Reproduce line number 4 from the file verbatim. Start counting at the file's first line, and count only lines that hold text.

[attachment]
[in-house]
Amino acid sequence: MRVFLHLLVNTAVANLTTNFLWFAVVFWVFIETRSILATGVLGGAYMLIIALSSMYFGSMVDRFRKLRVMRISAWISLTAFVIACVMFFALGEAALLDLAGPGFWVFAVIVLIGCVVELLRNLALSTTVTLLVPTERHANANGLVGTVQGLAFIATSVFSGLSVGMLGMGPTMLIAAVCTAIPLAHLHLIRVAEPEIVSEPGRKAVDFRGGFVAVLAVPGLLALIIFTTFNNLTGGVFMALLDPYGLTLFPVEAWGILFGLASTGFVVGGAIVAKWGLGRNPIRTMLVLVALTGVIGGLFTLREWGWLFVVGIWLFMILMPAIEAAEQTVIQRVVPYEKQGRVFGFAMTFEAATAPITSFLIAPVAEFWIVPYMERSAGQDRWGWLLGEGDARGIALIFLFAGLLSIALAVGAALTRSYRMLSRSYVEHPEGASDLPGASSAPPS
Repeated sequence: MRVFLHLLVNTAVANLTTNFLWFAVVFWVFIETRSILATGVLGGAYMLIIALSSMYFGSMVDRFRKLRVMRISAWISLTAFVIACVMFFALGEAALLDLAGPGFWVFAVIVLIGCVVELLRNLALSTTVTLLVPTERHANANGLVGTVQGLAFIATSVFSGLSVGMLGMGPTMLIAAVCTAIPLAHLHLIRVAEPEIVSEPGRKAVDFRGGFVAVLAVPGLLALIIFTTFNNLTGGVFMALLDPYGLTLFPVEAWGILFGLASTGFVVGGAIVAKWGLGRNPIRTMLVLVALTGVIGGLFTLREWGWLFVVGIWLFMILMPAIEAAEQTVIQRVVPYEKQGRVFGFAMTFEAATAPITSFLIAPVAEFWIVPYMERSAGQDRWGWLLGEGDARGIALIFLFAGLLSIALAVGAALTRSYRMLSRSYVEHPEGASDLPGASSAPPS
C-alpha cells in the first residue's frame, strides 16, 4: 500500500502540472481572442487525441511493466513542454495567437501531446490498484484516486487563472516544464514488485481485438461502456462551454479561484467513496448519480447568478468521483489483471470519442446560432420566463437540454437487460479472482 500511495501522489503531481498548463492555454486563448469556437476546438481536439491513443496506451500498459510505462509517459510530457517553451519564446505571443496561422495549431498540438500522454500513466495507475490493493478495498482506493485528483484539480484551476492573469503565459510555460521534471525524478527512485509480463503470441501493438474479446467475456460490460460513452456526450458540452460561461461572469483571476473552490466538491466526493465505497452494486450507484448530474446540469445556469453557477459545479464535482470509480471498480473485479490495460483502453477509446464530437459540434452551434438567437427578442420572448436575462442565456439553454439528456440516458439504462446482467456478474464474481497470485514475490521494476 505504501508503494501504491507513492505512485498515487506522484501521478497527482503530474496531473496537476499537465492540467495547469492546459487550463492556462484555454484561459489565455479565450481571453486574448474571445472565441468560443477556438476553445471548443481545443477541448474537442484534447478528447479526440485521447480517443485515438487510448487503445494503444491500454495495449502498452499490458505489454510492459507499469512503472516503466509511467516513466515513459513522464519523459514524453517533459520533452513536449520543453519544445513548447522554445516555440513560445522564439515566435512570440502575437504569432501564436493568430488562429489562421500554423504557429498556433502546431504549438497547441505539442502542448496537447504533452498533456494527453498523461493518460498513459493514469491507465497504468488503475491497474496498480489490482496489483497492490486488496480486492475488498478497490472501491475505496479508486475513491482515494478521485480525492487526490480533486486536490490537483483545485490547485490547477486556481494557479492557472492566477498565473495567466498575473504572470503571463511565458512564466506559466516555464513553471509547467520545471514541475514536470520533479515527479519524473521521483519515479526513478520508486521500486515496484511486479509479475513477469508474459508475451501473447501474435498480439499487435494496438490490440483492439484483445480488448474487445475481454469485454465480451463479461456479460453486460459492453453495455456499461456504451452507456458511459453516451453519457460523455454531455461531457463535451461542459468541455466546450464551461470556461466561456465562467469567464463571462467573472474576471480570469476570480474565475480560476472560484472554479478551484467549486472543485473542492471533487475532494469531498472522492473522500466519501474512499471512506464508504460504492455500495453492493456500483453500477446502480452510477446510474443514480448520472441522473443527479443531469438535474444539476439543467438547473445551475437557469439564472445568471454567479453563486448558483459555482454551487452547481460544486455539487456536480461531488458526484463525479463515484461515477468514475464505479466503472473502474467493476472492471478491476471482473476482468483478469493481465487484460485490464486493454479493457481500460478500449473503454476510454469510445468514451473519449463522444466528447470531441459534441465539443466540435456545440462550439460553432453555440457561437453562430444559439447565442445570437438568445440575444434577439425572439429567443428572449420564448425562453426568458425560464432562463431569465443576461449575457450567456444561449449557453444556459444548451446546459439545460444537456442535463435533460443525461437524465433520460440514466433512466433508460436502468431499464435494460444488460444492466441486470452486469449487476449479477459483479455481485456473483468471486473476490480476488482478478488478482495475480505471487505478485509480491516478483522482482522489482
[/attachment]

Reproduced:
C-alpha cells in the first residue's frame, strides 16, 4: 500500500502540472481572442487525441511493466513542454495567437501531446490498484484516486487563472516544464514488485481485438461502456462551454479561484467513496448519480447568478468521483489483471470519442446560432420566463437540454437487460479472482 500511495501522489503531481498548463492555454486563448469556437476546438481536439491513443496506451500498459510505462509517459510530457517553451519564446505571443496561422495549431498540438500522454500513466495507475490493493478495498482506493485528483484539480484551476492573469503565459510555460521534471525524478527512485509480463503470441501493438474479446467475456460490460460513452456526450458540452460561461461572469483571476473552490466538491466526493465505497452494486450507484448530474446540469445556469453557477459545479464535482470509480471498480473485479490495460483502453477509446464530437459540434452551434438567437427578442420572448436575462442565456439553454439528456440516458439504462446482467456478474464474481497470485514475490521494476 505504501508503494501504491507513492505512485498515487506522484501521478497527482503530474496531473496537476499537465492540467495547469492546459487550463492556462484555454484561459489565455479565450481571453486574448474571445472565441468560443477556438476553445471548443481545443477541448474537442484534447478528447479526440485521447480517443485515438487510448487503445494503444491500454495495449502498452499490458505489454510492459507499469512503472516503466509511467516513466515513459513522464519523459514524453517533459520533452513536449520543453519544445513548447522554445516555440513560445522564439515566435512570440502575437504569432501564436493568430488562429489562421500554423504557429498556433502546431504549438497547441505539442502542448496537447504533452498533456494527453498523461493518460498513459493514469491507465497504468488503475491497474496498480489490482496489483497492490486488496480486492475488498478497490472501491475505496479508486475513491482515494478521485480525492487526490480533486486536490490537483483545485490547485490547477486556481494557479492557472492566477498565473495567466498575473504572470503571463511565458512564466506559466516555464513553471509547467520545471514541475514536470520533479515527479519524473521521483519515479526513478520508486521500486515496484511486479509479475513477469508474459508475451501473447501474435498480439499487435494496438490490440483492439484483445480488448474487445475481454469485454465480451463479461456479460453486460459492453453495455456499461456504451452507456458511459453516451453519457460523455454531455461531457463535451461542459468541455466546450464551461470556461466561456465562467469567464463571462467573472474576471480570469476570480474565475480560476472560484472554479478551484467549486472543485473542492471533487475532494469531498472522492473522500466519501474512499471512506464508504460504492455500495453492493456500483453500477446502480452510477446510474443514480448520472441522473443527479443531469438535474444539476439543467438547473445551475437557469439564472445568471454567479453563486448558483459555482454551487452547481460544486455539487456536480461531488458526484463525479463515484461515477468514475464505479466503472473502474467493476472492471478491476471482473476482468483478469493481465487484460485490464486493454479493457481500460478500449473503454476510454469510445468514451473519449463522444466528447470531441459534441465539443466540435456545440462550439460553432453555440457561437453562430444559439447565442445570437438568445440575444434577439425572439429567443428572449420564448425562453426568458425560464432562463431569465443576461449575457450567456444561449449557453444556459444548451446546459439545460444537456442535463435533460443525461437524465433520460440514466433512466433508460436502468431499464435494460444488460444492466441486470452486469449487476449479477459483479455481485456473483468471486473476490480476488482478478488478482495475480505471487505478485509480491516478483522482482522489482